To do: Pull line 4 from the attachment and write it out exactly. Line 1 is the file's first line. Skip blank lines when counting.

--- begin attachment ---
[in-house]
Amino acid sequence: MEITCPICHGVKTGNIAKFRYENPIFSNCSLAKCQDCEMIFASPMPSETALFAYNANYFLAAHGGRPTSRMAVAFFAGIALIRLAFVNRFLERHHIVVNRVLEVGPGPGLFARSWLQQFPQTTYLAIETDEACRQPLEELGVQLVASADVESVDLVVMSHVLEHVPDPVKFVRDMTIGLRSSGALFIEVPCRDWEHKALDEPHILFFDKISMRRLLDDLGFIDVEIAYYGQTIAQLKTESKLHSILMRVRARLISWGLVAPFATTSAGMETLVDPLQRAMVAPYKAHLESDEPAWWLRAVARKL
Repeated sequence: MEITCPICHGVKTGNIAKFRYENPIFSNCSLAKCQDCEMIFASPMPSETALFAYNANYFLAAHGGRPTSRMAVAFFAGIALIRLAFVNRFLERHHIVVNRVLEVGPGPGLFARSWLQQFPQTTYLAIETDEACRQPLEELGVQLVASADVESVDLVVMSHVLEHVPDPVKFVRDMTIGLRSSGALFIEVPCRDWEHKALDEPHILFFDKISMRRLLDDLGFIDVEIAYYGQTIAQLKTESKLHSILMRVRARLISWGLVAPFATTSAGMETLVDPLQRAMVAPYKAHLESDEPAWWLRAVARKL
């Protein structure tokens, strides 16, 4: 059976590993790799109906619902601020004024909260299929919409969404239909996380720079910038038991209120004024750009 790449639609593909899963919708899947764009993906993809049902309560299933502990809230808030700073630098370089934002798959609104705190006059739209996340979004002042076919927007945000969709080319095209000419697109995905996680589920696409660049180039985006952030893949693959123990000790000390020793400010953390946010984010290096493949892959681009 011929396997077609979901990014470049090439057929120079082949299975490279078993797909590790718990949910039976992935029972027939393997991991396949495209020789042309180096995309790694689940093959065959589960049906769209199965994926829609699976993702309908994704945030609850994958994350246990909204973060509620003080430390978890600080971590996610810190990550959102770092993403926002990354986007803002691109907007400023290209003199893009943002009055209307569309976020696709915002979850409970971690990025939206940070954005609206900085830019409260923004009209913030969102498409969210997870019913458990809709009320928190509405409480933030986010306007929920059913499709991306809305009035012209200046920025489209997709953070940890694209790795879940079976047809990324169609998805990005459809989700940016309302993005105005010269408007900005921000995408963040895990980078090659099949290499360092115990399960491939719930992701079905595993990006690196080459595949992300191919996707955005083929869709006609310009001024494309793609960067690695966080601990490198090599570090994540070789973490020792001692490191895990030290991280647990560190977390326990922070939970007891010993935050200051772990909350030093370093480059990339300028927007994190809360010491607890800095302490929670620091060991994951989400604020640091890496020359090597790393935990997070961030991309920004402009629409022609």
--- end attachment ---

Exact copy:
């Protein structure tokens, strides 16, 4: 059976590993790799109906619902601020004024909260299929919409969404239909996380720079910038038991209120004024750009 790449639609593909899963919708899947764009993906993809049902309560299933502990809230808030700073630098370089934002798959609104705190006059739209996340979004002042076919927007945000969709080319095209000419697109995905996680589920696409660049180039985006952030893949693959123990000790000390020793400010953390946010984010290096493949892959681009 011929396997077609979901990014470049090439057929120079082949299975490279078993797909590790718990949910039976992935029972027939393997991991396949495209020789042309180096995309790694689940093959065959589960049906769209199965994926829609699976993702309908994704945030609850994958994350246990909204973060509620003080430390978890600080971590996610810190990550959102770092993403926002990354986007803002691109907007400023290209003199893009943002009055209307569309976020696709915002979850409970971690990025939206940070954005609206900085830019409260923004009209913030969102498409969210997870019913458990809709009320928190509405409480933030986010306007929920059913499709991306809305009035012209200046920025489209997709953070940890694209790795879940079976047809990324169609998805990005459809989700940016309302993005105005010269408007900005921000995408963040895990980078090659099949290499360092115990399960491939719930992701079905595993990006690196080459595949992300191919996707955005083929869709006609310009001024494309793609960067690695966080601990490198090599570090994540070789973490020792001692490191895990030290991280647990560190977390326990922070939970007891010993935050200051772990909350030093370093480059990339300028927007994190809360010491607890800095302490929670620091060991994951989400604020640091890496020359090597790393935990997070961030991309920004402009629409022609």